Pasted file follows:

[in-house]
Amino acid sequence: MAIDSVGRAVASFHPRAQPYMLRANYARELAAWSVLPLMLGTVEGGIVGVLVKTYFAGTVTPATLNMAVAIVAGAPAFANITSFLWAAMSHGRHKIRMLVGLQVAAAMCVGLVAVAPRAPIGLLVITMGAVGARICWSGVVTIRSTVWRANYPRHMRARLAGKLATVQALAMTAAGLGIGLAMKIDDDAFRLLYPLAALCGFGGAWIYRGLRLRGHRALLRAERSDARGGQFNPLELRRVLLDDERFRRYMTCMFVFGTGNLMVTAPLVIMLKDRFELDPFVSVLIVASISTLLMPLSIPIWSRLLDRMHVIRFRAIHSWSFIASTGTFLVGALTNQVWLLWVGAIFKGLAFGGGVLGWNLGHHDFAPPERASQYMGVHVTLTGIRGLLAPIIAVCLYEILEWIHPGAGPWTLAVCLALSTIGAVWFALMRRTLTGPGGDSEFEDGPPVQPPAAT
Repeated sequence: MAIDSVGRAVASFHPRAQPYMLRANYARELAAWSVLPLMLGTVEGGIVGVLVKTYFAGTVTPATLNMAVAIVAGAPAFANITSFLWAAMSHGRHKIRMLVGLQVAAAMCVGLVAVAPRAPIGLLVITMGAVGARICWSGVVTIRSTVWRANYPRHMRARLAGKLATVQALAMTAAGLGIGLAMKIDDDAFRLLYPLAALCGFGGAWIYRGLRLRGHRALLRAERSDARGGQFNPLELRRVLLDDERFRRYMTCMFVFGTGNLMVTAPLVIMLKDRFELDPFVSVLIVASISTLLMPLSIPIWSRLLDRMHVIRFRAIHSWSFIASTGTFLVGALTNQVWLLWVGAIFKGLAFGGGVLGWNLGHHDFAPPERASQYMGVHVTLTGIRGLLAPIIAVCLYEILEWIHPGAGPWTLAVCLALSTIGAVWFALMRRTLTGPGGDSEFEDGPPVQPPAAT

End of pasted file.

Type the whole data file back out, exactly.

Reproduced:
[in-house]
Amino acid sequence: MAIDSVGRAVASFHPRAQPYMLRANYARELAAWSVLPLMLGTVEGGIVGVLVKTYFAGTVTPATLNMAVAIVAGAPAFANITSFLWAAMSHGRHKIRMLVGLQVAAAMCVGLVAVAPRAPIGLLVITMGAVGARICWSGVVTIRSTVWRANYPRHMRARLAGKLATVQALAMTAAGLGIGLAMKIDDDAFRLLYPLAALCGFGGAWIYRGLRLRGHRALLRAERSDARGGQFNPLELRRVLLDDERFRRYMTCMFVFGTGNLMVTAPLVIMLKDRFELDPFVSVLIVASISTLLMPLSIPIWSRLLDRMHVIRFRAIHSWSFIASTGTFLVGALTNQVWLLWVGAIFKGLAFGGGVLGWNLGHHDFAPPERASQYMGVHVTLTGIRGLLAPIIAVCLYEILEWIHPGAGPWTLAVCLALSTIGAVWFALMRRTLTGPGGDSEFEDGPPVQPPAAT
Repeated sequence: MAIDSVGRAVASFHPRAQPYMLRANYARELAAWSVLPLMLGTVEGGIVGVLVKTYFAGTVTPATLNMAVAIVAGAPAFANITSFLWAAMSHGRHKIRMLVGLQVAAAMCVGLVAVAPRAPIGLLVITMGAVGARICWSGVVTIRSTVWRANYPRHMRARLAGKLATVQALAMTAAGLGIGLAMKIDDDAFRLLYPLAALCGFGGAWIYRGLRLRGHRALLRAERSDARGGQFNPLELRRVLLDDERFRRYMTCMFVFGTGNLMVTAPLVIMLKDRFELDPFVSVLIVASISTLLMPLSIPIWSRLLDRMHVIRFRAIHSWSFIASTGTFLVGALTNQVWLLWVGAIFKGLAFGGGVLGWNLGHHDFAPPERASQYMGVHVTLTGIRGLLAPIIAVCLYEILEWIHPGAGPWTLAVCLALSTIGAVWFALMRRTLTGPGGDSEFEDGPPVQPPAAT